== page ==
So Ryan O’Callaghan came out.
[Excuse me, I need to get another box of Kleenex now.]
“Was it great at the beginning?” O’Callaghan remembered. “No. Did everyone totally understand what it meant to be gay? No. But they knew what my alternative was. I told people close to me that I planned on killing myself. So at that point, no one cared. They were just happy that I was alive.”
As he got more comfortable being open about his sexuality, he decided that he would have a “big coming out moment.” Inducted into the football hall of fame in the county where he grew up, he thanked his “significant other” from the stage. But this was 2014, not 1954—or even 1994. The gesture produced no outrage or surprise—in fact, it barely registered.
Lessons for all of us
Ryan O’Callaghan’s story shocked me. How can someone growing up in the 1990s and 2000s not know about the successful and fulfilling lives so many LGBTQ people lead? How could he not know about the role models? About the support systems? But even with all the LGBTQ visibility in our world today, he didn’t. I’m equally shocked by the fact that this kind of life is possible and by the fact that I didn’t realize it’s possible—cossetted as I am in the liberal bubble of the East Coast.
When O’Callaghan came out to his former general manager on the Kansas City Chiefs, he thought the man would be shocked.
“People like me are supposed to react a certain way, I guess,” Pioli told Outsports. “I wasn’t minimizing what he was telling me, but I’m waiting for the other shoe to drop. He built this up and built this up to the point where he said he was nearly suicidal. What Ryan didn’t know is how many gay people I’ve had in my life.”
O’Callaghan also didn’t know that, according to Pioli, he wasn’t the first gay NFL player whom his GM had counseled.”
I added the emphasis there. I mean, good for Scott Pioli for embracing O’Callaghan (literally) when he came out. But why didn’t Ryan know “how many gay people I’ve had in my life”? Why didn’t Pioli come out publicly as an ally? Not to disclose the names of the gay men he’d counseled, but to say: There are gay players in the NFL, as in every profession. Why aren’t teams having conversations about diversity?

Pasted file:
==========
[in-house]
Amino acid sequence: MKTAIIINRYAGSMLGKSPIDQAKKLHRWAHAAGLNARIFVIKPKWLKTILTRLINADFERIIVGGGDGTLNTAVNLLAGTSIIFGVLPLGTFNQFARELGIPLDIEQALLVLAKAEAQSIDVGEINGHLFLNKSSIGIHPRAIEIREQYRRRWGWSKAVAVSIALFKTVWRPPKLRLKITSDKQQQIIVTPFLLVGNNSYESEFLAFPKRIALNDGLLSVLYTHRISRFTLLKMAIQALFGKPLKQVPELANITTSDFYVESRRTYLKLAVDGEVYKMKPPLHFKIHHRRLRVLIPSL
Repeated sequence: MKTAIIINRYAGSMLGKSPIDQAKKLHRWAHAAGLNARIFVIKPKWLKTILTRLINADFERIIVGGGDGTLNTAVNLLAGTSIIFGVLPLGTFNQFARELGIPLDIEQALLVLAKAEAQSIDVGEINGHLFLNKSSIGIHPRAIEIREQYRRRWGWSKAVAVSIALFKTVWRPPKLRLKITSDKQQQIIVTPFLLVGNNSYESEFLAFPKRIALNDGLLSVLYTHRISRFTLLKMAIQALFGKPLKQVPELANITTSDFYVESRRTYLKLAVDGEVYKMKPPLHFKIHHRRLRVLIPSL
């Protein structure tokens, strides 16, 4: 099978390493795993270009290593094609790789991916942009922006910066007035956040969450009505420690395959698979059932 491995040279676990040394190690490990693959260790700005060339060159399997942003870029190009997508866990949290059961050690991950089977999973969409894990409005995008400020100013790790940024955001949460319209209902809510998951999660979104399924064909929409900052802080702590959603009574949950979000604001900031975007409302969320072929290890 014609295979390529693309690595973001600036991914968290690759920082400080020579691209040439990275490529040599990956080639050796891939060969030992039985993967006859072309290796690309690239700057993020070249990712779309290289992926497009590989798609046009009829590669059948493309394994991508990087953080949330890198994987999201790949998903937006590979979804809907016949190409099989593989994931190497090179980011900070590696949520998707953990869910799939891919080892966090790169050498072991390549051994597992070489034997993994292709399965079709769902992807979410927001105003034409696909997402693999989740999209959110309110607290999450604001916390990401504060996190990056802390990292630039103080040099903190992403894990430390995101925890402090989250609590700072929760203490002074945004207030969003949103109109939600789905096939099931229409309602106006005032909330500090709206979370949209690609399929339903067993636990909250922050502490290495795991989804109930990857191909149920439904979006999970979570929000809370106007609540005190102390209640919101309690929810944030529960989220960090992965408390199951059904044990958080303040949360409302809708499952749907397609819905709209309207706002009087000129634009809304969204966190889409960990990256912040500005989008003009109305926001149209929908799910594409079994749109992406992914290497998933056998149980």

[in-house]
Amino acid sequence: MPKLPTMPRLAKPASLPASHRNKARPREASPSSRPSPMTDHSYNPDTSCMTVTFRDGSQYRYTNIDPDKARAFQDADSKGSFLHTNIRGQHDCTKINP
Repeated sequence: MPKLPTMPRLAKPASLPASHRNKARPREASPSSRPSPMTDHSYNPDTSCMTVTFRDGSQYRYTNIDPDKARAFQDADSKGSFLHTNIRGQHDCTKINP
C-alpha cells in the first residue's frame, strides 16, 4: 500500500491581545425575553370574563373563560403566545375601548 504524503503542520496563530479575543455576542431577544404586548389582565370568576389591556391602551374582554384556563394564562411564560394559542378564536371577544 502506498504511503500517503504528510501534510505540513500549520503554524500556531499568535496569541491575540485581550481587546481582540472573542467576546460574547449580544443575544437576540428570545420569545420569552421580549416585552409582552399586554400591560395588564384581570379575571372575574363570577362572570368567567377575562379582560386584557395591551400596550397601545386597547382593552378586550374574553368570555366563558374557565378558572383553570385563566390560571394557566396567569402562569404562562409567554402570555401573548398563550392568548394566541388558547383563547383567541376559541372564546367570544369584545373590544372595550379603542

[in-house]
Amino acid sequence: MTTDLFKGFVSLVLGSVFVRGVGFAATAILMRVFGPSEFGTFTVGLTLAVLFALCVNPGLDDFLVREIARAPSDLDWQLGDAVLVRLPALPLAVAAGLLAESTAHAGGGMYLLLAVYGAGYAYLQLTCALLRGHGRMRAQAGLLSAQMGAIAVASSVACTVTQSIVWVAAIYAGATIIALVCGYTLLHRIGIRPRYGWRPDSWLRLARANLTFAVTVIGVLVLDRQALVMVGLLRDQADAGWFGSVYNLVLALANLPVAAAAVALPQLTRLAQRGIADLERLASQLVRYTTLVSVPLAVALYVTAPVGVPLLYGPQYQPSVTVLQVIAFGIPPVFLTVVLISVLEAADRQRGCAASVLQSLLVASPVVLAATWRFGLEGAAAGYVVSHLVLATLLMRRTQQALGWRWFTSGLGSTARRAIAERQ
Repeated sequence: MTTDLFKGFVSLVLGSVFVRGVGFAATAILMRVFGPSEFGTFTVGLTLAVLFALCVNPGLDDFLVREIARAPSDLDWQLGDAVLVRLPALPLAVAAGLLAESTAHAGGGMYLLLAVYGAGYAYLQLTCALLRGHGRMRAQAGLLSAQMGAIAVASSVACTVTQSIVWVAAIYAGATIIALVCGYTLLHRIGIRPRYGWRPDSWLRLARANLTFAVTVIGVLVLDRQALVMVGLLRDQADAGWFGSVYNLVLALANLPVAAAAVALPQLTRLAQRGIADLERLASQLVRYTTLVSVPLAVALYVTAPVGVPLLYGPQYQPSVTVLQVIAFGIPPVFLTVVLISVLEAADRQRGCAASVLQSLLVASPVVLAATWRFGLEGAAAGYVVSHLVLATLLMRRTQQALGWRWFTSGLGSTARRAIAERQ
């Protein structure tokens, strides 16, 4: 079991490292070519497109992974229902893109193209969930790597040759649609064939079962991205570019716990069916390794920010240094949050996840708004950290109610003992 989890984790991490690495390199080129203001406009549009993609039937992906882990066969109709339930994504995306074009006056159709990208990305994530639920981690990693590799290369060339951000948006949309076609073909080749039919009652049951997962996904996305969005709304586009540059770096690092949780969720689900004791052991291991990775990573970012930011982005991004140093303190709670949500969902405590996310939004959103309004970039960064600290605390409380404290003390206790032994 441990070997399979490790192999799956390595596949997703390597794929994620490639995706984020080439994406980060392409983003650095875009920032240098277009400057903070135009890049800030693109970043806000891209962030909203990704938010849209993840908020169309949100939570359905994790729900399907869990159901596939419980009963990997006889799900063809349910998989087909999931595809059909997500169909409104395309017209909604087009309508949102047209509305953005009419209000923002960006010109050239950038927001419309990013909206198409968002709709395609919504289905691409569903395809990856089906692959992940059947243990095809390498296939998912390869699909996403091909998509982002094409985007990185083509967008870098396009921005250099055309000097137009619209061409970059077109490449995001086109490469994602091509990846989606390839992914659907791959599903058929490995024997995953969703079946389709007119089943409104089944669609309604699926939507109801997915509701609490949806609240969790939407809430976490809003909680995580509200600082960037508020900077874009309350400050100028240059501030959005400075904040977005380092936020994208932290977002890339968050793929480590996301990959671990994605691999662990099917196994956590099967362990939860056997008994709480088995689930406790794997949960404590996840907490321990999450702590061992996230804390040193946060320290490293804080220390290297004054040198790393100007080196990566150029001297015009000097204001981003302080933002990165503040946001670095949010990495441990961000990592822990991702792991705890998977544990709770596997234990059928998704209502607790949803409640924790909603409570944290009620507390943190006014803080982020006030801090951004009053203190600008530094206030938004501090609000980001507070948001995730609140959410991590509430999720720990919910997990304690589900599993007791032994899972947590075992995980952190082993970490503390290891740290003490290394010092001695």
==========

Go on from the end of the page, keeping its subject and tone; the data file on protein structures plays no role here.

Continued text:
These conversations become even more important in the current climate, when hatred and prejudice have been unleashed across the country. And if Mike Pence and his fellow anti-LGBTQ ideologues ever get the power of the presidency, things will get much worse for us.
So if you’re an ally, speak up. Talk about the gay people in your life. And if you’re an LGBTQ person, speak up. If you don’t feel there’s a safe space to do that where you are, call a hotline and talk to someone. Get yourself out of the small-town mentality and find your place in the world.
One of my writers began her latest post with that disclaimer. What followed was not only real writing, it was spectacular writing. The best she’s done to date. Detailed, evocative. She put us right in the scene, all but allowing us to shake her subject’s hand.
So what is “real writing”?
If you pick up a pen or sit down at a keyboard and the movement of your fingers produces words, you are writing. Really.
She described her piece as more like journaling. Which—to be clear—also meets the definition of “real writing” I set out in the previous paragraph.
Journaling—I wonder if that’s why my writer decided this couldn’t be “real writing.” No one sweats over a diary entry, right? You don’t care what you write because you’re the only person reading it. (Unless you grew up with my parents, but that’s a story for another time.)
Journaling can be like morning pages—you just sit down and let the words tumble out.
And that is some of the realest “real writing” you can do.
Real writing and trust
Have you read Anne Lamott‘s book Bird by Bird? It’s one of those books that presents me with something new every time I open it. Like this—which I re-read only last night, just in time to support my “real writer.”
“You need to trust yourself, especially on a first draft, where amid the anxiety and self-doubt, there should be a real sense of your imagination and your memories walking and woolgathering, tramping the hills, romping all over the place. Trust them.”
Because my writer thought she was journaling, the anxiety and self-doubt fell away. And all that was left was the story and her keyboard, with her fingers as intermediary